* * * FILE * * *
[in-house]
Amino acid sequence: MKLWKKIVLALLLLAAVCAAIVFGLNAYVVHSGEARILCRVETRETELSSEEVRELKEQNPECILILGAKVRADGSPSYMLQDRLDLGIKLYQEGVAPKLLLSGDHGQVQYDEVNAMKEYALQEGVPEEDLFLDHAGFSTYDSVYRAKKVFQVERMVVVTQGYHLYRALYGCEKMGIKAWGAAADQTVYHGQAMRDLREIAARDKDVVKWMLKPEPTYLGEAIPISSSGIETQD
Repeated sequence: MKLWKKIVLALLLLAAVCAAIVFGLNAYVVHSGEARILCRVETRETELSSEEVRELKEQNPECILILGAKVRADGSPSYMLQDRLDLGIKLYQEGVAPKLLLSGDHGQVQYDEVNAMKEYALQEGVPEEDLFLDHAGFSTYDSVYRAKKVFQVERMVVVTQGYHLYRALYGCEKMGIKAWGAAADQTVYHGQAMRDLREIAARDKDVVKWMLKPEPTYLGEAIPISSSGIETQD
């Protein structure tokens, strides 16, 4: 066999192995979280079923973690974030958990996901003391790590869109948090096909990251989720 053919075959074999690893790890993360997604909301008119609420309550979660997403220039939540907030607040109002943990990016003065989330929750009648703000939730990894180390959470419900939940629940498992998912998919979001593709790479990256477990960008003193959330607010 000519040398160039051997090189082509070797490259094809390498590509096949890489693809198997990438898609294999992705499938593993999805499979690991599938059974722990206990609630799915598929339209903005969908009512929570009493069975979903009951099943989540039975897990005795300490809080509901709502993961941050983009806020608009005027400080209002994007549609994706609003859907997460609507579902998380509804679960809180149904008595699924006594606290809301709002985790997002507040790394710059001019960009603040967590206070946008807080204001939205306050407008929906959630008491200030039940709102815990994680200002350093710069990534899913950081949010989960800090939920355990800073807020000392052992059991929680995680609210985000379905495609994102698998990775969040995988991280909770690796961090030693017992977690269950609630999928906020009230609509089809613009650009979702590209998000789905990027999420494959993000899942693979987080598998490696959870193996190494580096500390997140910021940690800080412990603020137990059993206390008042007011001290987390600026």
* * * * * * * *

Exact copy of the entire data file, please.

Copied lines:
[in-house]
Amino acid sequence: MKLWKKIVLALLLLAAVCAAIVFGLNAYVVHSGEARILCRVETRETELSSEEVRELKEQNPECILILGAKVRADGSPSYMLQDRLDLGIKLYQEGVAPKLLLSGDHGQVQYDEVNAMKEYALQEGVPEEDLFLDHAGFSTYDSVYRAKKVFQVERMVVVTQGYHLYRALYGCEKMGIKAWGAAADQTVYHGQAMRDLREIAARDKDVVKWMLKPEPTYLGEAIPISSSGIETQD
Repeated sequence: MKLWKKIVLALLLLAAVCAAIVFGLNAYVVHSGEARILCRVETRETELSSEEVRELKEQNPECILILGAKVRADGSPSYMLQDRLDLGIKLYQEGVAPKLLLSGDHGQVQYDEVNAMKEYALQEGVPEEDLFLDHAGFSTYDSVYRAKKVFQVERMVVVTQGYHLYRALYGCEKMGIKAWGAAADQTVYHGQAMRDLREIAARDKDVVKWMLKPEPTYLGEAIPISSSGIETQD
């Protein structure tokens, strides 16, 4: 066999192995979280079923973690974030958990996901003391790590869109948090096909990251989720 053919075959074999690893790890993360997604909301008119609420309550979660997403220039939540907030607040109002943990990016003065989330929750009648703000939730990894180390959470419900939940629940498992998912998919979001593709790479990256477990960008003193959330607010 000519040398160039051997090189082509070797490259094809390498590509096949890489693809198997990438898609294999992705499938593993999805499979690991599938059974722990206990609630799915598929339209903005969908009512929570009493069975979903009951099943989540039975897990005795300490809080509901709502993961941050983009806020608009005027400080209002994007549609994706609003859907997460609507579902998380509804679960809180149904008595699924006594606290809301709002985790997002507040790394710059001019960009603040967590206070946008807080204001939205306050407008929906959630008491200030039940709102815990994680200002350093710069990534899913950081949010989960800090939920355990800073807020000392052992059991929680995680609210985000379905495609994102698998990775969040995988991280909770690796961090030693017992977690269950609630999928906020009230609509089809613009650009979702590209998000789905990027999420494959993000899942693979987080598998490696959870193996190494580096500390997140910021940690800080412990603020137990059993206390008042007011001290987390600026």